The gender pay gap is the most standard metric used to illustrate how women do not achieve the same labour market outcomes as men. Multiple European countries have published their gender pay gaps, most notably the United Kingdom, which makes public the pay gap for each company over a certain size.The recently passed EU Equal Pay and Transparency Directive aims to close the pay gap across countries by requiring public reporting on pay gaps as well as greater transparency around pay and career progression.
What is the current state of the pay gap in Europe in 2024? We combined data from Eurostat, the International Labour Organisation, and a few national-level statistics organisations to provide a high level view of pay gaps across Europe. Only in Luxembourg do women earn as much as men, and the average pay gap across all European countries with data available is 12%.
What is the gender pay gap?
The gender pay gap is the difference in average earnings between men and women, usually calculated as the difference in mean or median wages and often referred to as the unadjusted pay gap. For the data sources we used in this analysis, the pay gap is the difference in average hourly wages between men and women.
There are multiple factors that explain why women earn less than men — but explanation is not justification. It is more complicated than women simply earning less than male peers who perform the same or similar work — though this difference, usually referred to as pay inequity or the adjusted pay gap, is also real. Other factors include occupational segregation, a relatively low proportion of women in management and leadership (known as the opportunity gap), and the fact that women are more likely to take career breaks or to work part-time (often due to cultural gender norms and expectations).
The gender pay gap in Europe by country
The gender pay gap is not uniform across Europe. In Luxembourg, women earn just as much as men do on average, though women earn less in all other European nations. Pay gaps range from 3.6% in Romania and 3.8% in Slovenia on the low end, to as high as 20.5% in Estonia and 28.9% in Belarus. You can explore the pay gaps across Europe in the map below.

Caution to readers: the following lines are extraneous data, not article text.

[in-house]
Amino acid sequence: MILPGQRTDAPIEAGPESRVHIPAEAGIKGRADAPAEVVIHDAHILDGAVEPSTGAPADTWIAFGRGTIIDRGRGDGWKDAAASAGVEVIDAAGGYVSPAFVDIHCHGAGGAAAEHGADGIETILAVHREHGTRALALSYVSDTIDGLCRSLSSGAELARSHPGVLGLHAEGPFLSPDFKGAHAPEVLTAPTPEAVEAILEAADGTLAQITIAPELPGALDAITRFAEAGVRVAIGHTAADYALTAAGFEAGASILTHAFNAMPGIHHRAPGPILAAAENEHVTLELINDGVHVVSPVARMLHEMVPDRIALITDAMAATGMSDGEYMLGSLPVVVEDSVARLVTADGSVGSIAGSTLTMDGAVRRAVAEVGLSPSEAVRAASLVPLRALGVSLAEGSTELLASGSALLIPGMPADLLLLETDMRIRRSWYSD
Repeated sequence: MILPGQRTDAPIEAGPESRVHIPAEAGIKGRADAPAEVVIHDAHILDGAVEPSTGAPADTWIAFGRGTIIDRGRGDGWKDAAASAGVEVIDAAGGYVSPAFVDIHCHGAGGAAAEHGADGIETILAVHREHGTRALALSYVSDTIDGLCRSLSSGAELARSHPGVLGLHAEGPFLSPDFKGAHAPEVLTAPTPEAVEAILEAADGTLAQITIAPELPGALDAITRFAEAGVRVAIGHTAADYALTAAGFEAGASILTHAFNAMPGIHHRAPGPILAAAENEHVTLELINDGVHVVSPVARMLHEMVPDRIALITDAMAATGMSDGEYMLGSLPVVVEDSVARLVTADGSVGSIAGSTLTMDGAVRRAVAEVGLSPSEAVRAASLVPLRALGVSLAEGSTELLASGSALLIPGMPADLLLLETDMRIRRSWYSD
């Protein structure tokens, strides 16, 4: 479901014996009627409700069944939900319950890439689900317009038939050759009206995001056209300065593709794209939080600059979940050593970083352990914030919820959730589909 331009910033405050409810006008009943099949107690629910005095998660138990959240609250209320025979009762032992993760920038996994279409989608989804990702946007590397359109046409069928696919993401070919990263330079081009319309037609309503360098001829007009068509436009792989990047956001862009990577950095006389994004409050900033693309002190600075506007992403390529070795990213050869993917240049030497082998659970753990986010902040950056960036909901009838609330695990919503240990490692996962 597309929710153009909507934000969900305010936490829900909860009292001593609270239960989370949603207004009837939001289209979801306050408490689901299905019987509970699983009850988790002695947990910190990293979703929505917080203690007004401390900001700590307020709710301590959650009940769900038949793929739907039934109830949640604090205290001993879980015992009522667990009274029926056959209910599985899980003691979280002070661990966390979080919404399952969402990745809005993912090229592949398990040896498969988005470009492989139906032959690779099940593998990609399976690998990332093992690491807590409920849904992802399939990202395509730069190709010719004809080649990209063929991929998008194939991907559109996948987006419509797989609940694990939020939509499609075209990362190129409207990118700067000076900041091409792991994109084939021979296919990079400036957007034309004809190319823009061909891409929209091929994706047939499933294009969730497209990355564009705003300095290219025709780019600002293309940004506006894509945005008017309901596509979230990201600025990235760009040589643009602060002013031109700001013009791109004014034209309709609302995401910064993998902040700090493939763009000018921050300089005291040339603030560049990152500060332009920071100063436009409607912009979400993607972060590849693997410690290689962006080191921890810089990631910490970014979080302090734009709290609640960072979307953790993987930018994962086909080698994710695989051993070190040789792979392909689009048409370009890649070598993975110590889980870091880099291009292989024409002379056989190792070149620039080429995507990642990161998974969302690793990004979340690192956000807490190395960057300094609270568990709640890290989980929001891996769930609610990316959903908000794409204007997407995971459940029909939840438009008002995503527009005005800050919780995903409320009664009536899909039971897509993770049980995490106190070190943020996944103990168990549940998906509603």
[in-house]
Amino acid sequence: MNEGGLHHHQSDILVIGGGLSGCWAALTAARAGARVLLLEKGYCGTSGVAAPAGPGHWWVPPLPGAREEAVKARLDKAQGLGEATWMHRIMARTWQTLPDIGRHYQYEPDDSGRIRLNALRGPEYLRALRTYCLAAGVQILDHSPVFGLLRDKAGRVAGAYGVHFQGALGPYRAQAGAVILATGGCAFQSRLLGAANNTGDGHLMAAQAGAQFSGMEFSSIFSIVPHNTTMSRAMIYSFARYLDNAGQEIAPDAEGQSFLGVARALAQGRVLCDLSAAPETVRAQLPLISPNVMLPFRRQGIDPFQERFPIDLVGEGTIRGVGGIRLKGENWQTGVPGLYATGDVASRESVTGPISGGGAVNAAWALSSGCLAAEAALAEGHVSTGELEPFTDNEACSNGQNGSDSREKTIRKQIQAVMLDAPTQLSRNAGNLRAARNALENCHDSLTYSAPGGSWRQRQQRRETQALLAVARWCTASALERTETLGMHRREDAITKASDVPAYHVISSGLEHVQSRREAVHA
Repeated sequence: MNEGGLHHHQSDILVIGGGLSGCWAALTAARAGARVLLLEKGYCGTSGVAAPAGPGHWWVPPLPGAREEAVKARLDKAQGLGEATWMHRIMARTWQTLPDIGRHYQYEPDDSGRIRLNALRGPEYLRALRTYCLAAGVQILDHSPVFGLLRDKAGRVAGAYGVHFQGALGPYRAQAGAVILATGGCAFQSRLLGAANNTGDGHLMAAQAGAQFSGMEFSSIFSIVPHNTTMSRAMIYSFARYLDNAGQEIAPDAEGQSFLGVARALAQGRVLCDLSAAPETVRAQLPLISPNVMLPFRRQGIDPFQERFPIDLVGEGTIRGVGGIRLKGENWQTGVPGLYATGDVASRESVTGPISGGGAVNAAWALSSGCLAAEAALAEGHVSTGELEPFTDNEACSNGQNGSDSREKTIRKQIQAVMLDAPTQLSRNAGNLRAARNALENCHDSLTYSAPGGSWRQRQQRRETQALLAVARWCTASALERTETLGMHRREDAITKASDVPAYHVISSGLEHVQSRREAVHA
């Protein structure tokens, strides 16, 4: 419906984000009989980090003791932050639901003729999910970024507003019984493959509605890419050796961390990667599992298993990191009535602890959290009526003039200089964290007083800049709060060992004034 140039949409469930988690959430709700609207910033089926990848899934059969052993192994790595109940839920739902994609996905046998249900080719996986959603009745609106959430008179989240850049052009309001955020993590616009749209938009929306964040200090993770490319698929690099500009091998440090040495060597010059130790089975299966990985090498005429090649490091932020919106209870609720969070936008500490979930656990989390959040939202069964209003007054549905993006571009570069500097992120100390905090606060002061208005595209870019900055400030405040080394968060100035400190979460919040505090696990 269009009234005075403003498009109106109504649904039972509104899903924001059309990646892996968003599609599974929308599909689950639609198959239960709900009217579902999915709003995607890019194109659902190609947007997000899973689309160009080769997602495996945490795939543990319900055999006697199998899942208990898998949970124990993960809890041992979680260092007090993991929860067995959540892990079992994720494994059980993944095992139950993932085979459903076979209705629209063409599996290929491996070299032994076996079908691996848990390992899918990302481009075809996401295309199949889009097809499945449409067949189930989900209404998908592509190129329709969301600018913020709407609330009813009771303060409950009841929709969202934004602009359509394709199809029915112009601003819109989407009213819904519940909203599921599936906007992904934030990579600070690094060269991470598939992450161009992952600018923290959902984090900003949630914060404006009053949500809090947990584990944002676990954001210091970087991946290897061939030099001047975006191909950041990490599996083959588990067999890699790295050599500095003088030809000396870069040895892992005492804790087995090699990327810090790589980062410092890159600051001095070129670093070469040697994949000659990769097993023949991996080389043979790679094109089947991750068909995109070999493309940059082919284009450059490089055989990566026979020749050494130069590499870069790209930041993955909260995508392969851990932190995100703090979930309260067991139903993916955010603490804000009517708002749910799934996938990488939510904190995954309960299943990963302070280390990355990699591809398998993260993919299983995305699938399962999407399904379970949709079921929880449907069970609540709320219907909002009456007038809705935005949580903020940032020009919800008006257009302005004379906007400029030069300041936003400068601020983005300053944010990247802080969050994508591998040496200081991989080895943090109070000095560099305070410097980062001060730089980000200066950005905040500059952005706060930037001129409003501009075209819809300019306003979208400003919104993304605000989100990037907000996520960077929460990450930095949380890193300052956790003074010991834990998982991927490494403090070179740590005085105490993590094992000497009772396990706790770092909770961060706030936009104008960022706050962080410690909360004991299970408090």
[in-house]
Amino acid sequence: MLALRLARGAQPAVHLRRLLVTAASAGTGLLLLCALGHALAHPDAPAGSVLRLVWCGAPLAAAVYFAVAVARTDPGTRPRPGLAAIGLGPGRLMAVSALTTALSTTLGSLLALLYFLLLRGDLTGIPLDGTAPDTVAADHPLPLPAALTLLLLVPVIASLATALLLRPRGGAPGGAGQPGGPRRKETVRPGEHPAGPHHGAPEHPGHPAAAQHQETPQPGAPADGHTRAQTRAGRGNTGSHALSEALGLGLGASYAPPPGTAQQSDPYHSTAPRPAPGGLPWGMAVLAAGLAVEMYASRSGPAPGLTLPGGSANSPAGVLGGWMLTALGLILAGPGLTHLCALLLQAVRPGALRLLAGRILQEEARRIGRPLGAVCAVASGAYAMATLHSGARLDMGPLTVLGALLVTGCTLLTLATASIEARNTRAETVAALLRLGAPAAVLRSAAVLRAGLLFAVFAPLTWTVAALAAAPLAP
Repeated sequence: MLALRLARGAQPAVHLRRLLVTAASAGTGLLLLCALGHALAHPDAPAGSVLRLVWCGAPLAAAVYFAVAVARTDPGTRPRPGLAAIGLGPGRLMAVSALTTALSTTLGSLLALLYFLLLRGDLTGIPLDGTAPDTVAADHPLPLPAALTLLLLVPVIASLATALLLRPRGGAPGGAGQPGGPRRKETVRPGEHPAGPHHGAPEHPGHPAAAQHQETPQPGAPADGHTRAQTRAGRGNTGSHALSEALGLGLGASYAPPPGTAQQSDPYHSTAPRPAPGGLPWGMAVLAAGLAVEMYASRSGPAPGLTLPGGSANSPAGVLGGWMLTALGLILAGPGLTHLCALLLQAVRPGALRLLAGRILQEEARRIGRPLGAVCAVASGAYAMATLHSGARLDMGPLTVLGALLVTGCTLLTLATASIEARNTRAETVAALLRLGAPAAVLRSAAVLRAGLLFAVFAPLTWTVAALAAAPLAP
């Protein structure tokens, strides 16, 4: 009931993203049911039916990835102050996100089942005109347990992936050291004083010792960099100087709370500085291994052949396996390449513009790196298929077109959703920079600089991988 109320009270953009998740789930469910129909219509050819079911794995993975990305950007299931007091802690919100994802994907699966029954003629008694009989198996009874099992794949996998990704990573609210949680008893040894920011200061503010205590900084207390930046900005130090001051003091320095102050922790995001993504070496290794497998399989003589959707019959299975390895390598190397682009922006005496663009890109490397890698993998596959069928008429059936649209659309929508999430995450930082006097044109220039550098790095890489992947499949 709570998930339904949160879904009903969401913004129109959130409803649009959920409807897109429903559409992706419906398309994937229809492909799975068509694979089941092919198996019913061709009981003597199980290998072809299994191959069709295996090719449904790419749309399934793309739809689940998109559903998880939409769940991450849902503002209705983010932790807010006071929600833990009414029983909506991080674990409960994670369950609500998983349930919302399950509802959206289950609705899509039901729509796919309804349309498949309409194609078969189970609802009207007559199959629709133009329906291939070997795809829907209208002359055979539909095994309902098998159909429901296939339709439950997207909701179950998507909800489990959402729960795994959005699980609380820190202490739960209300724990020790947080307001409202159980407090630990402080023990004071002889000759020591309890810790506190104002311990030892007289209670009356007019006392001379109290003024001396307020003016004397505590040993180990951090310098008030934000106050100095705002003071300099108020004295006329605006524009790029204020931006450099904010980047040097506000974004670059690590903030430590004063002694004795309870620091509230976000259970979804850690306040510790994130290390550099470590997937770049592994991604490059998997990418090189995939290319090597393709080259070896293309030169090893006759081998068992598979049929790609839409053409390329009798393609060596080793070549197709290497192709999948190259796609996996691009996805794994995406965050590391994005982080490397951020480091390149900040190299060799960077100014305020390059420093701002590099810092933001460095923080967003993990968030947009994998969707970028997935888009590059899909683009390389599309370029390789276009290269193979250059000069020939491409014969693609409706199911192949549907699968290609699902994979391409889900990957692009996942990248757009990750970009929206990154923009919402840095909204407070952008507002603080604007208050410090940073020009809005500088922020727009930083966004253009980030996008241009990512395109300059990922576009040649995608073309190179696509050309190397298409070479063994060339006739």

European countries that rank well in the World Economic Forum’s (WEF) Global Gender Gap Index do not necessarily have the most equal earnings for men and women. Five of the top six spots on the WEF index are European countries, but these countries have pay gaps near or worse than the average. Women earn 10.4% less in Iceland and 11.2% less in Sweden, which rank first and fifth in the WEF index. Pay gaps are larger than the European average in Norway (14.3%), Finland (16.5%) and Germany (17.6%) which rank 2nd, 3rd, and 6th on the WEF index.
Does your organisation have a gender pay gap?
Gender pay gaps at the national level reflect the fact that women tend to earn less than men at the organisational level. The good news is that organisations can take concrete steps to identify and address issues in workplace equity that drive these pay gaps.
Specifically, companies should ensure both pay equity — that women earn similar amounts as their peers in similar positions — as well as opportunity equity — that women are not less likely to be promoted to or occupy management and leadership positions.
Syndio’s Workplace Equity Analytics Platform enables companies to tackle their pay gaps by analysing and resolving pay inequities, ensuring fair starting salaries, and measuring fairness in hiring, promotions, and retention. This approach not only aligns with global regulations but also fosters a culture of trust and transparency where every employee can thrive.
The information provided herein does not, and is not intended to, constitute legal advice. All information, content, and materials are provided for general informational purposes only. The links to third-party or government websites are offered for the convenience of the reader; Syndio is not responsible for the contents on linked pages.